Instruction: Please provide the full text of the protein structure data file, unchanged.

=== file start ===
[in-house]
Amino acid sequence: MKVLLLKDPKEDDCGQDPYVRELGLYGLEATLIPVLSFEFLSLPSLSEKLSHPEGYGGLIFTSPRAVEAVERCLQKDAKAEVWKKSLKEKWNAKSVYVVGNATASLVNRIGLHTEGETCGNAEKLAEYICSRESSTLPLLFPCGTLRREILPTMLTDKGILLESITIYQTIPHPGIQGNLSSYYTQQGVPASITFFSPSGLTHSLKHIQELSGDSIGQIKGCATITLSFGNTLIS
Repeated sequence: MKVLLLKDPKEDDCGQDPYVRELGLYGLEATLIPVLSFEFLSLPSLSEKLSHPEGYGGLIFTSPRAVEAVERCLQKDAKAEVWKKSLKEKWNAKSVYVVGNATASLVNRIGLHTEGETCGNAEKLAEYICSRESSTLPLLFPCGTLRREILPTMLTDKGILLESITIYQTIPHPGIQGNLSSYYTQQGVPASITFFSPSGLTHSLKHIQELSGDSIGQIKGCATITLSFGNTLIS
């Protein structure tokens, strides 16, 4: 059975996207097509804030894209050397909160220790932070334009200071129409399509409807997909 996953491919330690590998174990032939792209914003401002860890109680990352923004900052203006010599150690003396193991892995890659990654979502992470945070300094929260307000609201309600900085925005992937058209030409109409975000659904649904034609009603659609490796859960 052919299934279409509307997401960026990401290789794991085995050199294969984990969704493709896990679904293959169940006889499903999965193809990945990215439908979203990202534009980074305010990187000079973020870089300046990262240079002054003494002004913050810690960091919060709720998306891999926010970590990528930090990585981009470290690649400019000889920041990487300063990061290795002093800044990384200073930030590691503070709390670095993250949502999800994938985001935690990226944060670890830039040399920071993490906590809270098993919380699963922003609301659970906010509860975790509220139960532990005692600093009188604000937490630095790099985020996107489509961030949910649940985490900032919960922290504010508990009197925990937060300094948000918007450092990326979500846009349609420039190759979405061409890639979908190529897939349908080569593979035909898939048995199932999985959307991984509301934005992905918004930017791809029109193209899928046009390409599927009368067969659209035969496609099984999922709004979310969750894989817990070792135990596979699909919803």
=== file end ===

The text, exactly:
[in-house]
Amino acid sequence: MKVLLLKDPKEDDCGQDPYVRELGLYGLEATLIPVLSFEFLSLPSLSEKLSHPEGYGGLIFTSPRAVEAVERCLQKDAKAEVWKKSLKEKWNAKSVYVVGNATASLVNRIGLHTEGETCGNAEKLAEYICSRESSTLPLLFPCGTLRREILPTMLTDKGILLESITIYQTIPHPGIQGNLSSYYTQQGVPASITFFSPSGLTHSLKHIQELSGDSIGQIKGCATITLSFGNTLIS
Repeated sequence: MKVLLLKDPKEDDCGQDPYVRELGLYGLEATLIPVLSFEFLSLPSLSEKLSHPEGYGGLIFTSPRAVEAVERCLQKDAKAEVWKKSLKEKWNAKSVYVVGNATASLVNRIGLHTEGETCGNAEKLAEYICSRESSTLPLLFPCGTLRREILPTMLTDKGILLESITIYQTIPHPGIQGNLSSYYTQQGVPASITFFSPSGLTHSLKHIQELSGDSIGQIKGCATITLSFGNTLIS
């Protein structure tokens, strides 16, 4: 059975996207097509804030894209050397909160220790932070334009200071129409399509409807997909 996953491919330690590998174990032939792209914003401002860890109680990352923004900052203006010599150690003396193991892995890659990654979502992470945070300094929260307000609201309600900085925005992937058209030409109409975000659904649904034609009603659609490796859960 052919299934279409509307997401960026990401290789794991085995050199294969984990969704493709896990679904293959169940006889499903999965193809990945990215439908979203990202534009980074305010990187000079973020870089300046990262240079002054003494002004913050810690960091919060709720998306891999926010970590990528930090990585981009470290690649400019000889920041990487300063990061290795002093800044990384200073930030590691503070709390670095993250949502999800994938985001935690990226944060670890830039040399920071993490906590809270098993919380699963922003609301659970906010509860975790509220139960532990005692600093009188604000937490630095790099985020996107489509961030949910649940985490900032919960922290504010508990009197925990937060300094948000918007450092990326979500846009349609420039190759979405061409890639979908190529897939349908080569593979035909898939048995199932999985959307991984509301934005992905918004930017791809029109193209899928046009390409599927009368067969659209035969496609099984999922709004979310969750894989817990070792135990596979699909919803």